Yesterday afternoon, Herzog & de Meuron and the Vancouver Art Gallery unveiled the much-anticipated scheme for the institution’s new building. The design is captivating for its restraint and sensitivity to site and street life. The Swiss firm, observing Vancouver’s glass-tower vertical growth, has proposed a wood building in a stack of irregular volumes. And its most thoughtful gesture is a publicly accessible courtyard, featuring a sunken garden, protected by cantilevered roofs overhead.
Taking over the only vacant lot left in downtown Vancouver – at West Georgia and Cambie Streets – the seven-storey building is propped above the courtyard by twelve-metre columns. The open square is meant as a social activator: welcoming pedestrians and visitors alike; hosting art, music and film performances; and providing access to the ground-floor cafe, store, free gallery and the Institute of Asian Art. From the courtyard and Cambie Street, a ceremonial staircase will lead down to the museum’s lobby and surrounding sunken garden. The building’s lower volumes are generously glazed, their lightness and transparency intended to filter sunlight and air down to the courtyard. The bulkier upper volumes are envisioned with timber facades.
Designed to accommodate the museum’s impressive growth – both in artworks and in visitors – the 29,000-square-metre building doubles the institution’s facilities, with 7,900 square metres of exhibition space, almost half of it dedicated to the permanent collection. It also houses a new education centre – with an auditorium, workshops and a resource centre – as well as a restaurant, a rooftop gallery and terrace.
Throughout, the architects have carved out views of the city and North Shore Mountains, forging more connections to the urban setting. They sought to create a building that stands up (literally) among the modern high rises – noting that a low-slung box wouldn’t cut it – and sets itself apart through a modest form and material. The use of wood, in both structure and cladding, pays homage to the province’s expertise with the material, which once dominated its architecture. The building also conveys a nice aesthetic connection to the much beloved Law Courts at Robson Square, which also features a sunken courtyard, completed by Arthur Erickson in 1980.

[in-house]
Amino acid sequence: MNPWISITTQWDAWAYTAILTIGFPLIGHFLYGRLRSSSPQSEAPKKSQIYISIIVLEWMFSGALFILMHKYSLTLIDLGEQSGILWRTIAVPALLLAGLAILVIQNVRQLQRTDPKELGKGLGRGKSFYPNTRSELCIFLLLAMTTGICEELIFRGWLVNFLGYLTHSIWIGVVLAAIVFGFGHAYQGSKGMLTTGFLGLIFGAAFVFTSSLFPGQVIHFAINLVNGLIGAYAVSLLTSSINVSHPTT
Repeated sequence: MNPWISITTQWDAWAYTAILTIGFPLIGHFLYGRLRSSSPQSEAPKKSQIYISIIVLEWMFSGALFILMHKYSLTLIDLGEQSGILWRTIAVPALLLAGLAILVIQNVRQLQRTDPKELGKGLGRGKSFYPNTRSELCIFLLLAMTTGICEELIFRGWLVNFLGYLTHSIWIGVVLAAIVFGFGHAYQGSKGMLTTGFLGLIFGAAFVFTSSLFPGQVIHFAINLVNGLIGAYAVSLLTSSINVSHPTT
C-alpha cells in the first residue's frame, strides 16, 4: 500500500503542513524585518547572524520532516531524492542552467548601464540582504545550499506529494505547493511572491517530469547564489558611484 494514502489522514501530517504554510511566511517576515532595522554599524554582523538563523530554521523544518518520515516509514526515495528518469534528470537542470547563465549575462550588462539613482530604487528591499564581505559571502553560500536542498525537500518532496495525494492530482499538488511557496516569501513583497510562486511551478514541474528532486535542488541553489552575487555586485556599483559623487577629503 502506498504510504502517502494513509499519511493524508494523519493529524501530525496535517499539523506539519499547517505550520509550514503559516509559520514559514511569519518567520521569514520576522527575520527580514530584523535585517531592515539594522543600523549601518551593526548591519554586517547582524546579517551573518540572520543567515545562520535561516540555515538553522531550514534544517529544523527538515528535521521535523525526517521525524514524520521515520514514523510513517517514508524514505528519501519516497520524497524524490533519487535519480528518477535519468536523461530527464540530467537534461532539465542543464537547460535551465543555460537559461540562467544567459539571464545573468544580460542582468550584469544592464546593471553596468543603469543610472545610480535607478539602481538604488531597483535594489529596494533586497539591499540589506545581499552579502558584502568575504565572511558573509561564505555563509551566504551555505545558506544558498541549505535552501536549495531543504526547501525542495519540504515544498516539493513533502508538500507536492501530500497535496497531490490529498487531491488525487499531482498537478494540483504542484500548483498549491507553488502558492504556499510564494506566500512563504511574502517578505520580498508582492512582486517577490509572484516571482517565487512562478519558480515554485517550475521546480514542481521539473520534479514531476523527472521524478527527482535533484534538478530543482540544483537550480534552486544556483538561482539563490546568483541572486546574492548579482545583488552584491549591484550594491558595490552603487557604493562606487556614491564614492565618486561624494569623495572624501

In the press release that went out yesterday, Jacques Herzog explained, “The urbanistic concept is based on the contrast between the low-rise framing along the street block and the taller and more sculptural building in the middle of an open and accessible garden and square. The low-rise wooden building along the street is inspired by how the streets in Vancouver were built in earlier times. The modest, almost domestic scale will enhance the character of openness and visibility for everyone.”
With the unveiling, VAG also gauged public reaction – and it’s been mixed from both practitioners and the vox populi. While everyone seems on board with the courtyard, the scheme’s totemic, sculptural form has been likened to everything from Jenga to a wooden pagoda.
One of the design’s most ardent critics is Michael Green, a well known local architect and an advocate of timber architecture. Speaking with the Globe and Mail, he felt the design was “disappointing on many levels” and that it wasn’t appropriate for an earthquake zone. He also predicted that the wood would weather poorly. However, Herzog & de Meuron is working with B.C. technologists to pick species and treatments that age well – and the VAG is excited about the project. Its Board of Trustees has committed $23-million, and the gallery will aim to raise an additional $350-million from public and private sources (the proposal also suggests razing part of Queen Elizabeth Plaza next door in order to make the courtyard more prominent). If all goes according to plan, construction will begin in 2017 with project completion scheduled for 2021.